EU diplomats agreed Wednesday to add 28 individuals and bodies to its Belarus sanctions list in response to the alleged channelling of migrants to the bloc's borders.

Brussels accuses strongman Alexander Lukashenko's regime of mounting a "hybrid attack" against EU soil by luring thousands of Middle Eastern migrants to the Polish and Lithuanian borders.

Member states had already decided to slap sanctions on several Belarus targets, and on Wednesday senior envoys approved a list drawn up by the European Commission, diplomats said.

According to one of the officials, the new targets include 17 officials and 11 companies or official bodies. EU ministers are expected to formally ratify the decision on Thursday.

Also on Wednesday, the United States said it too would announce new sanctions against Belarus.

"I think you will very soon see a sanctions package that's been coordinated" between the US and the EU, a senior US state department official said.

A police officer holds up a light to check vehicles at a checkpoint near the village of Bialowieza, eastern Poland, close to the Polish-Belarusian border, on November 21, 2021 A police officer holds up a light to check vehicles at a checkpoint near the village of Bialowieza, eastern Poland, close to the Polish-Belarusian border, on November 21, 2021 Photo: AFP / Mateusz Slodkowski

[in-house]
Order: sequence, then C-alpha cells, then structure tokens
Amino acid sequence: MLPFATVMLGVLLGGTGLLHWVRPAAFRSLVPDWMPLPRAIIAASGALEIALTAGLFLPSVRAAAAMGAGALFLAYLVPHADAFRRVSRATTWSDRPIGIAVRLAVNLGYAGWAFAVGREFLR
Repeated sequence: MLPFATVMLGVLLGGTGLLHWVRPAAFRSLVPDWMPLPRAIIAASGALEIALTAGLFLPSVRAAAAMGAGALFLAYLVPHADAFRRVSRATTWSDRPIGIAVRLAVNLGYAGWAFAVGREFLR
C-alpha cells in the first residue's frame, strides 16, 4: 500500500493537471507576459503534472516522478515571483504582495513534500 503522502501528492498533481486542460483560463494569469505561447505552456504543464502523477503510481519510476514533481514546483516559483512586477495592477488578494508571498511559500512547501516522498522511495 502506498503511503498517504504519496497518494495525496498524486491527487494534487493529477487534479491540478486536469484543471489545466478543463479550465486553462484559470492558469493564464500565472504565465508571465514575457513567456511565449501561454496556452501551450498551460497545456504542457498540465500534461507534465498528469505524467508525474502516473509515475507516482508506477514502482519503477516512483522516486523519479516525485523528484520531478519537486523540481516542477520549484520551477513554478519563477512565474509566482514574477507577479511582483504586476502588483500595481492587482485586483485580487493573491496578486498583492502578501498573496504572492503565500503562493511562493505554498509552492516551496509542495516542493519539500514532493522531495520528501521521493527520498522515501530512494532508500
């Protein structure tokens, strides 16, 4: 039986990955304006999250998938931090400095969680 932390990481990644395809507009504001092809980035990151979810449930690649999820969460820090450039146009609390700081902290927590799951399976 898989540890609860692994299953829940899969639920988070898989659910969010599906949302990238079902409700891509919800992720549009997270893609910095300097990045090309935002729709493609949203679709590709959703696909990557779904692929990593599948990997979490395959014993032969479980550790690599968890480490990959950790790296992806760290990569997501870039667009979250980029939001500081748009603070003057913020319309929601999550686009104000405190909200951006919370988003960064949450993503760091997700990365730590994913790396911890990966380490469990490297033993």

Speaking on the sidelines of a visit by US Secretary of State Antony Blinken to Sweden, the official said the sanctions could be imposed as early as this week.

The EU has already imposed sanctions on 166 people and bodies, including Lukashenko and two of his sons, over a crackdown on protests over his disputed 2020 re-election.

Western capitals have refused to recognise the vote, arguing it was rigged, but Lukashenko has retained the support of Russia's President Vladimir Putin.

In June, Brussels imposed economic sanctions on key sectors of the Belarus economy -- potash, oil and tobacco -- and it has banned Belarus airlines from its air space.

The regime has allegedly responded by encouraging thousands of migrants -- mainly Syrians, Iraqis and Yemenis -- to fly to Minsk and head to the EU borders. Lukashenko denies he is responsible for the influx.

Polish police have set up razor wire barriers and turned back hundreds of travellers camped out in freezing, damp forests.

Polish authorities will not allow journalists into the border area, but reports suggest a dozen migrants have died in the chaos and squalid conditions.